Small businesses and independent contractors use master services agreements (MSAs) to formalize contracts with businesses or parties they may have a business relationship with or work with on ongoing projects.
The MSA provides a flexible system to streamline third-party contract management by serving as a base contract while allowing enough room for individual contract negotiation.
Essentially an MSA agreement considers the long-term relationship with certain company third parties by formalizing the responsibilities and obligations of the parties involved and outlining the terms and conditions governing that relationship.
Below are 8 important things to look for in a master services agreement.
1. Responsibilities of Each Party
The responsibilities section of an MSA agreement describes the contractual obligations of the parties involved. In addition, it covers specific activities and milestones expected to achieve once the agreement is executed.
The responsibilities of each party are an important part to outline as this is what will be considered a breach if not followed. This is a key area to review, as it is created to be generic, but it can be adjusted on a case-by-case basis as needed.
Here is an article about master service agreements.
It expressly lists details like when the invoice can be expected and how long the other party has to pay. If there are extra fees for late payment, this is where that would be outlined.
Taxes outside the agreed-upon fees are also included as the customers are expected to pay applicable taxes.
Here is an article that shows you how to write an MSA.
3. Proprietary Rights
This proprietary rights section of the MSA will spell out the right afforded to the customer under this agreement. Commonly, the party offering their services retains ownership of the rights, titles, changes, and derivative works, including intellectual property rights.
Also, if known, any clauses or addendum about customer data usage and sharing are included. Finally, if there are limitations to being HIPAA compliant, they will also be mentioned in this section.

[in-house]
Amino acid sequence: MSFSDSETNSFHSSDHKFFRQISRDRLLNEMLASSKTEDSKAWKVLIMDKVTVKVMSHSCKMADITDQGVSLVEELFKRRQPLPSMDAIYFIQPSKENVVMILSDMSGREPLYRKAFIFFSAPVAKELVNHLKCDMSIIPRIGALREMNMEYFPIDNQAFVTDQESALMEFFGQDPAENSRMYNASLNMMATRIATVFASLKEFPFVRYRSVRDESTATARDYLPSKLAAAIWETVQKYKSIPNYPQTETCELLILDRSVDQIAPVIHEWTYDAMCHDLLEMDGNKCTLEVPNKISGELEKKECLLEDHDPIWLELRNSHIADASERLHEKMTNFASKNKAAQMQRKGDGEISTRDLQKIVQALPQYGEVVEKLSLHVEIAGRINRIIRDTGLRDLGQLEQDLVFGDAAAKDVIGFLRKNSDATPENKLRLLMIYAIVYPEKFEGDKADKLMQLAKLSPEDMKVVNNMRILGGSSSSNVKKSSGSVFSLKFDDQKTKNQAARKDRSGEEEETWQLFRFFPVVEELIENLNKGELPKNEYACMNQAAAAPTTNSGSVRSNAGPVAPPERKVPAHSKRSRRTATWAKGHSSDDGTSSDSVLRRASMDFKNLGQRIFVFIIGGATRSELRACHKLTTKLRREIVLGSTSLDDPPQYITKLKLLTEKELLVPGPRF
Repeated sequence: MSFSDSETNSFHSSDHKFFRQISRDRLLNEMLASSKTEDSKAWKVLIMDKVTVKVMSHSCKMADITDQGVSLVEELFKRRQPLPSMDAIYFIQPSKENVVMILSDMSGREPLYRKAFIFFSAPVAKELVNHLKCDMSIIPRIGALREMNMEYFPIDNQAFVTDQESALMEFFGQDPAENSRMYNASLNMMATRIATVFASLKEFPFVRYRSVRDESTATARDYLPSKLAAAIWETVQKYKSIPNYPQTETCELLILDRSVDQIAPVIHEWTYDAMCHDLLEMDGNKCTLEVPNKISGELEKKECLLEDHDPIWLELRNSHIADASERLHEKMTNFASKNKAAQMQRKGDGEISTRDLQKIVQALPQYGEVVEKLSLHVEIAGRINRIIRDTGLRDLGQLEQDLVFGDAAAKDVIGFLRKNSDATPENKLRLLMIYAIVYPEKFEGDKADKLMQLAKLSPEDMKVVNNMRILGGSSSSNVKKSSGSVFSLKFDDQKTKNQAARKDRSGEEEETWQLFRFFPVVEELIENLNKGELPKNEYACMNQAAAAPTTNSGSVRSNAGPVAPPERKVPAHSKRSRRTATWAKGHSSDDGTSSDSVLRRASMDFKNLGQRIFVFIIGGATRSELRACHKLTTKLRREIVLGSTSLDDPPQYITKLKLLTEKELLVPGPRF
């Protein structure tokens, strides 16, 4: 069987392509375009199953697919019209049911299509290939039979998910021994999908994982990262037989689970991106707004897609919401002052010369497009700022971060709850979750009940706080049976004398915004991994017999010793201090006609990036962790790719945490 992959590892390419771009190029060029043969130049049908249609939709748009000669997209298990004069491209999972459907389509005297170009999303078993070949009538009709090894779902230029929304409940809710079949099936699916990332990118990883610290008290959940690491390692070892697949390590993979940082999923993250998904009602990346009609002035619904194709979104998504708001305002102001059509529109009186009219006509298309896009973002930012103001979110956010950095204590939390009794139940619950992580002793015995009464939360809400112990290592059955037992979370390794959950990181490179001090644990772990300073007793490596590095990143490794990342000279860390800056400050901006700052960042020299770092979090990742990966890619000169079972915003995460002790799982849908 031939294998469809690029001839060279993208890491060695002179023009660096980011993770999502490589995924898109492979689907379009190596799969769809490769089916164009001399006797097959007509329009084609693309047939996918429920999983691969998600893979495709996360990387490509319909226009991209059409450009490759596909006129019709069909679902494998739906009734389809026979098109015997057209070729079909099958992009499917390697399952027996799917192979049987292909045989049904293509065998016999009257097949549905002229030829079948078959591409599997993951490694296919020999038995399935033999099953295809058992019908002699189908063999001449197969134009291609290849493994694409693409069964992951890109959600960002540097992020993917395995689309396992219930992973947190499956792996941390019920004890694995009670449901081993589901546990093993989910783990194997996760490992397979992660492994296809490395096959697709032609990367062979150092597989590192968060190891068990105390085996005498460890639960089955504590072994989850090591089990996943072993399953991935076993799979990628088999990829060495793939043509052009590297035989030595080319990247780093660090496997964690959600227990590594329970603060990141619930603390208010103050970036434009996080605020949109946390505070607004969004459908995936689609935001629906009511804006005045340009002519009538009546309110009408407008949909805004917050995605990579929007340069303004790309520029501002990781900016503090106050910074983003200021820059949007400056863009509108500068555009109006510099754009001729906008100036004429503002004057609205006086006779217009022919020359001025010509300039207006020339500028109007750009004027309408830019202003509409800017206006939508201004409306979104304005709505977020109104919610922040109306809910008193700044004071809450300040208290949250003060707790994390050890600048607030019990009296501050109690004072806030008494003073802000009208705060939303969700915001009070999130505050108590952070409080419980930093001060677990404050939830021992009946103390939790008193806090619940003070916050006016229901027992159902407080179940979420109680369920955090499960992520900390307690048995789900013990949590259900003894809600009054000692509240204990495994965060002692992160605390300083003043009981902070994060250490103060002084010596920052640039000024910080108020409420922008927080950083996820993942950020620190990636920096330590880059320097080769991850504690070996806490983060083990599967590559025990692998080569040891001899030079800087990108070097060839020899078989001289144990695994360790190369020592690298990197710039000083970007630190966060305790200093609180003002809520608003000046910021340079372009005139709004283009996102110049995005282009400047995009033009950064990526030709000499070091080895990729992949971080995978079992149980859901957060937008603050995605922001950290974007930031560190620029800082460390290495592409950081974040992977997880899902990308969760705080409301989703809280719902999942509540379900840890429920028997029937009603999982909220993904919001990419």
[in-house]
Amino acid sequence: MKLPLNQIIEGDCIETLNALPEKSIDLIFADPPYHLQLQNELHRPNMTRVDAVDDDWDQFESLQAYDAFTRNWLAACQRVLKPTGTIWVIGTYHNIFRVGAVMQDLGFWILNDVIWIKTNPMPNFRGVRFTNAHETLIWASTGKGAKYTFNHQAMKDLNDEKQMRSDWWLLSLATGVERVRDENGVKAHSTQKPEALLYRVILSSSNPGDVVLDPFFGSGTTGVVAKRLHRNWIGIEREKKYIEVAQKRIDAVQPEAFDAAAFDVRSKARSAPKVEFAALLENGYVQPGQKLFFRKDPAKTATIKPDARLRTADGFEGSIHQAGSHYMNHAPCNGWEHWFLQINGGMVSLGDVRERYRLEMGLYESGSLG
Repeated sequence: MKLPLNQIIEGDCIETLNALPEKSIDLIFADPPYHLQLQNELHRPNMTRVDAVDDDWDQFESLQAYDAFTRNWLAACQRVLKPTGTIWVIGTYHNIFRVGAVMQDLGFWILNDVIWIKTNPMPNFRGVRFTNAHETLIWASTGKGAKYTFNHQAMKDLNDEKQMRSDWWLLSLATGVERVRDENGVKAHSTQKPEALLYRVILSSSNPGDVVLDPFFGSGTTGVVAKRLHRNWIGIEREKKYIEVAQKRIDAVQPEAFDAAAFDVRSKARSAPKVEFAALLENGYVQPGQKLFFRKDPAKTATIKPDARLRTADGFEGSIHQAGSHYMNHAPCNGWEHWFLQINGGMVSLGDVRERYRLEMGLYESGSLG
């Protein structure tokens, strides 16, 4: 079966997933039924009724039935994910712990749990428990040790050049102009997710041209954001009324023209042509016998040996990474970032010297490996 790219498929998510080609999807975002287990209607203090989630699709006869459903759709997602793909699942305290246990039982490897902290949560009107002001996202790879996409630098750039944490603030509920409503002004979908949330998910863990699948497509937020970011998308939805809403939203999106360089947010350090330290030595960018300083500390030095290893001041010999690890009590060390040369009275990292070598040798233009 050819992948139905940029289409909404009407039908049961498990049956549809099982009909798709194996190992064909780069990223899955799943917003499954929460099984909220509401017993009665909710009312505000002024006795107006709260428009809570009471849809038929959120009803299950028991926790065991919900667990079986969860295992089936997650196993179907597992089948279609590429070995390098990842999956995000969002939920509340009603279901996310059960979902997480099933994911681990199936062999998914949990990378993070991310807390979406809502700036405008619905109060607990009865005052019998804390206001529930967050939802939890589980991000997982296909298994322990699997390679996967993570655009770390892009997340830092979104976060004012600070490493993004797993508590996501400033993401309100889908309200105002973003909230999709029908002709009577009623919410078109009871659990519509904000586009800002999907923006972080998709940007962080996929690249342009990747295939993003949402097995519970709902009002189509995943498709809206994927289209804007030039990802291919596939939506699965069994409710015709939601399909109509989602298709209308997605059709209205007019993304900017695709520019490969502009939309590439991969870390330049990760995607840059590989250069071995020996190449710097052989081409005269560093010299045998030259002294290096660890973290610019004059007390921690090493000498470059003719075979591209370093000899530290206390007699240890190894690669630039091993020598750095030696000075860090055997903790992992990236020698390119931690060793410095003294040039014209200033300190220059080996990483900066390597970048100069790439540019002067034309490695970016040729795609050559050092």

Here is an article that explains the differences between an MSA and SLA.
4. Confidentiality Agreements
As with many agreements, a master services agreement will include a confidentiality agreement. Anything that would be considered proprietary to the company, or any information the company would not want to divulge to the public, would be included in this section.
Usually, there is a protection clause as well, which essentially states that the customer in the MSA will not disclose confidential information unless the case is a compelled disclosure one.
If the case is a compelled disclosure case, the customer would be forced to disclose to the court any confidential information as requested. Only in these cases is the customer allowed to divulge confidential information, and they are expected to notify the agreeing party.
Here is an article about the benefits of an MSA.
5. Representations, Warranties, and Disclaimers
This representation, warranties, and disclaimers section is used to delineate any facts or assurances implicated in the service that is subject to the MSA.
A good example of an independent contractor MSA is when a company provides equipment and services that include a warranty period.
The warranty would outline what repair costs would be, if any, to repair the equipment under the agreement. Still, it would also include what wouldn’t be considered under warranty. For example, purposeful equipment damage cases are prime examples of charges that would not be honored under a warranty agreement.
Another key component of this section is disclaimers. A disclaimer states both parties' obligations but also indicates that one party will not hold another accountable in cases of inaccuracies out of the company’s control.
Here is an article with tips on how to negotiate an MSA.
6. Insurance Requirements
When considering an MSA, you will need to consider how to handle insurance coverage and any expenses associated with that coverage.
Since insurance protects the parties in the agreement, it is something that needs to be handled in the contract to avoid any confusion going forward. This is another area where non-compliance with the agreement could lead to litigation.
Here is an article that outlines the main components needed for an MSA.
A master services agreement generally has a section for a limitation of liability or indemnification. If it is included, it would include information on what would happen if any party is subject to losses through third-party claims. In most cases like this, they would seek compensation for coverage of losses.
Important elements of an indemnity clause include:
- Risks covered
- Reciprocal terms
- Scope of the claim
- Maximum liability cap
- Time limits to raise a claim
8. Dispute Resolute Process
The dispute resolution process is one of the most important things to review before signing. Any agreement involving more than one person is subject to potential strains. What happens if the agreement gets volatile? This clause covers.
Specific steps that should be taken to either dissolve, mitigate, or revise the agreement need to be pretty well spelled out in this section, or you may be looking at a long road to restoration.
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